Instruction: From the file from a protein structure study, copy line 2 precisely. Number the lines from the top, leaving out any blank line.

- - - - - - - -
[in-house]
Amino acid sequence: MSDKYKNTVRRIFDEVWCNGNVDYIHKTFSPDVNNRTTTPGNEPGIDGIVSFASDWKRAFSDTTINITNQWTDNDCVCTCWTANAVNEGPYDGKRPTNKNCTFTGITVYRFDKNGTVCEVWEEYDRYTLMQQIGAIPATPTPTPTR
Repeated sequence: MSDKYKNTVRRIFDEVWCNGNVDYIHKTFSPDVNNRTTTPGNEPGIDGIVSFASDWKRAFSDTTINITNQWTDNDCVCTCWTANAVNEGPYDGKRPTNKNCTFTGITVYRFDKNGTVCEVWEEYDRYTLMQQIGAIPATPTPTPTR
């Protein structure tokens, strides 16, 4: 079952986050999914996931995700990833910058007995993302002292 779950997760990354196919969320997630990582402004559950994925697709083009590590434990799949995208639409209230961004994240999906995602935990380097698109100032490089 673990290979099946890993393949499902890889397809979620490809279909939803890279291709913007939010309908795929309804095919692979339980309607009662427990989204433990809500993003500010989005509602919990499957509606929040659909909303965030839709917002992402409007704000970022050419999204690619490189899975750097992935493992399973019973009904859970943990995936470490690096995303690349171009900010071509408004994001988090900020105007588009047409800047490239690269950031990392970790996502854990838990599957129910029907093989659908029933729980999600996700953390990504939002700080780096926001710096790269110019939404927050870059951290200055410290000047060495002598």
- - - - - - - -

Amino acid sequence: MSDKYKNTVRRIFDEVWCNGNVDYIHKTFSPDVNNRTTTPGNEPGIDGIVSFASDWKRAFSDTTINITNQWTDNDCVCTCWTANAVNEGPYDGKRPTNKNCTFTGITVYRFDKNGTVCEVWEEYDRYTLMQQIGAIPATPTPTPTR